Annual of Urdu Studies, v. 2, 1982 p. 123.


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Review Article

CURFEW IN KUFA*

by Linda Wentink

. . . the last hour will not come before . . . the end of a man's whip and the thong of his sandal speak to him. ... , Hadith

. . . "Thrust in your sharp scythe, and harvest the clusters of earth's grapevines, for its grapes are overripe," So the angel swung his scythe on the earth and gathered the fruit of earth's grapevine, and threw it into the great wine press of God's wrath, Revelation. 14. 18-19.

. . . and he whispered to me, speak softly, or speak not at all, for the harvest of heads is ripe and there is curfew in Kufa. . . . The grapevines are laden with clusters of grapes and the harvest of heads is ripe, . . the Buddha fell silent. When he was silent for a long time the disciples were worried lest again the time to be silent had come. When the wise become silent and the thongs of shoes speak. This is the time for the thongs of shoes to speak. ^ Bastl. pp. 221-222.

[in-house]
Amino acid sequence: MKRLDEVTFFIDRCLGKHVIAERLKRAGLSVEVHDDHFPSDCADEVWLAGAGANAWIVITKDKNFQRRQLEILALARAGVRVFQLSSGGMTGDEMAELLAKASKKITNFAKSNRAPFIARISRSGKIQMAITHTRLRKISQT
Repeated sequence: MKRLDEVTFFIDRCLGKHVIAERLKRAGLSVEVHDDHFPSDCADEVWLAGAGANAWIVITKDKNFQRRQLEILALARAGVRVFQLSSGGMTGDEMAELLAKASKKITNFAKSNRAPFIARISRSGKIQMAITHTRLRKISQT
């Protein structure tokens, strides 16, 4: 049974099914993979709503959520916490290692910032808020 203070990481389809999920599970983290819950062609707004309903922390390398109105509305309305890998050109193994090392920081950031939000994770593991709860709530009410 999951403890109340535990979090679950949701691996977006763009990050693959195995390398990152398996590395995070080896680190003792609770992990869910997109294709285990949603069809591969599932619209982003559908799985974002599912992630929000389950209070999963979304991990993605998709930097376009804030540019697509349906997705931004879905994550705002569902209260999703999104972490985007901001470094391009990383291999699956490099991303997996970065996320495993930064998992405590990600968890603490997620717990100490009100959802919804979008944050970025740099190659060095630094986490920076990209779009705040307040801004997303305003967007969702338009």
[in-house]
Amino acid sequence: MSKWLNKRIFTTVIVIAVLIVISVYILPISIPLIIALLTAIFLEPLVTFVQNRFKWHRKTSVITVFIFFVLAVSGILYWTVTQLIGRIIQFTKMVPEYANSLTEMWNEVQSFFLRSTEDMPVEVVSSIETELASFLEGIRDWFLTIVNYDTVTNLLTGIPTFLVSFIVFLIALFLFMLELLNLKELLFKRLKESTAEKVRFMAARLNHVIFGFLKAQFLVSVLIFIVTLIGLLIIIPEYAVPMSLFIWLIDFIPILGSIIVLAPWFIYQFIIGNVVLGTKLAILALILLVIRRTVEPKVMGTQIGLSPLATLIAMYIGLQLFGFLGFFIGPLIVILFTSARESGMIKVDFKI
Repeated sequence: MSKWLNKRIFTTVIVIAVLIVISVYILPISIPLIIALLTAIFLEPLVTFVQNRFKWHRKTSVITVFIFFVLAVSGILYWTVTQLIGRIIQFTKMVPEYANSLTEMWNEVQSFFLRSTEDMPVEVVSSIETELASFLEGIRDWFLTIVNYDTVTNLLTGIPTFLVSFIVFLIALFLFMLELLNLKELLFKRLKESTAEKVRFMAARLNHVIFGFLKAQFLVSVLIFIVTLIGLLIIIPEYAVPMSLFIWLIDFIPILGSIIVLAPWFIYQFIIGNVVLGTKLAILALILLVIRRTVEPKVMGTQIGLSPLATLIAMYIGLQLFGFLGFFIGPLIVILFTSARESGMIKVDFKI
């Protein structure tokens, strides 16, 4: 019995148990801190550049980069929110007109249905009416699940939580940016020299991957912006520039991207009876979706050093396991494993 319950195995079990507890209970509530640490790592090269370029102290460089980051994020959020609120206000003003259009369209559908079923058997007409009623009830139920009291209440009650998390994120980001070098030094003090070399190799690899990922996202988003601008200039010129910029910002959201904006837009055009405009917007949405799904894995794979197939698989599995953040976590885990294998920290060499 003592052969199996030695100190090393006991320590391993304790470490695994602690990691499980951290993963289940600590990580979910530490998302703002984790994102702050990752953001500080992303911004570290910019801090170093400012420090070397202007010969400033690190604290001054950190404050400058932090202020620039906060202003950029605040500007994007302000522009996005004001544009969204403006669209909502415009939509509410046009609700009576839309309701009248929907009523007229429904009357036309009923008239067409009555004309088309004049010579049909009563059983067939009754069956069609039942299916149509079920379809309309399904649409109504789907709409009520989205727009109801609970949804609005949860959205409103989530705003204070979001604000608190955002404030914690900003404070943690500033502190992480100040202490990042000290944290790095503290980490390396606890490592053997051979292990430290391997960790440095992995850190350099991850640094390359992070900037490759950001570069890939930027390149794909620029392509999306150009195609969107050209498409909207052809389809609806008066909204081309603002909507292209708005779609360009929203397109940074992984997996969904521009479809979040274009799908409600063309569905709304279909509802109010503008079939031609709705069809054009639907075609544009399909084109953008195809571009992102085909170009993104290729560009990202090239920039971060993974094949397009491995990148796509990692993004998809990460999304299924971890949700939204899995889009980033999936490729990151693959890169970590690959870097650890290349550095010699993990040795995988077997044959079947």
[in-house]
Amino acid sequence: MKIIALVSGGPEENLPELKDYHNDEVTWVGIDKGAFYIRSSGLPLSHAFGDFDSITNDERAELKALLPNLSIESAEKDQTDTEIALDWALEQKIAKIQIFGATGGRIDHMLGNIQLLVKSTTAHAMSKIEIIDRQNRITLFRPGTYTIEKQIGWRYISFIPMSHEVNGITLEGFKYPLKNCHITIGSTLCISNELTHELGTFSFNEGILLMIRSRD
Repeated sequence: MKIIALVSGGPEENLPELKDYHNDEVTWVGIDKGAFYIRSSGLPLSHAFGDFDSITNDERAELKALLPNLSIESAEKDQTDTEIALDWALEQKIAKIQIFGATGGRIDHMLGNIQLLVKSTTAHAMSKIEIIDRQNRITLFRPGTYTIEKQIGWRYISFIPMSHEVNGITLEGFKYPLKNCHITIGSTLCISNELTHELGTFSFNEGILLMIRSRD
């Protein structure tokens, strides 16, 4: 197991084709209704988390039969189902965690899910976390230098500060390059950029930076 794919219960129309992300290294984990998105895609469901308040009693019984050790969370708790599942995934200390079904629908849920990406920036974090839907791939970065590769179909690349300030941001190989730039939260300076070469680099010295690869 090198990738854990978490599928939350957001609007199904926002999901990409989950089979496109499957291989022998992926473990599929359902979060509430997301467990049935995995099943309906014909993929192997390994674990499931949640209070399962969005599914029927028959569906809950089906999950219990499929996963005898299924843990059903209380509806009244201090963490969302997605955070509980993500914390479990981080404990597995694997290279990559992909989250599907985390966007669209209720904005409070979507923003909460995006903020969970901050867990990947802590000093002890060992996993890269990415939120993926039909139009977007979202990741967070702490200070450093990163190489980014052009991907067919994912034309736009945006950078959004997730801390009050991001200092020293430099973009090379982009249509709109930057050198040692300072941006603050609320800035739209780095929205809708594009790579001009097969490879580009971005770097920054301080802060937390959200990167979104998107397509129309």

Intizar Husain is a symbolic writer. Always, his symbols have cultural and archetypal validity; overwhelmingly, they are of religious significance. The religious and cultural ideal he has continually sought in his fiction is that of harmony:

harmony between man and man, and harmony between man and nature. This state of harmony and community is symbolized by the small town or pre-industrial city he described so often in his fiction written during the fifties. Significantly, this world of myth and wonder exists only in memory, and is seen solely through the eyes of childhood. While he seeks in memory the community of the village, he finds in reality the anomie of the modern city torn by war and civil strife.

Each of the major historical events which has had an impact on the writing of Intizar Husain has been symbolized,by the fall of a city. In his first novel, Cand Gahan (1953), the devastation of Partition is symbolized in the fall of Delhi, which is compared with the Delhi of 1857. His first

*Intizar Husain. Bastl. Lahore: Kitab Ghar, 1980*

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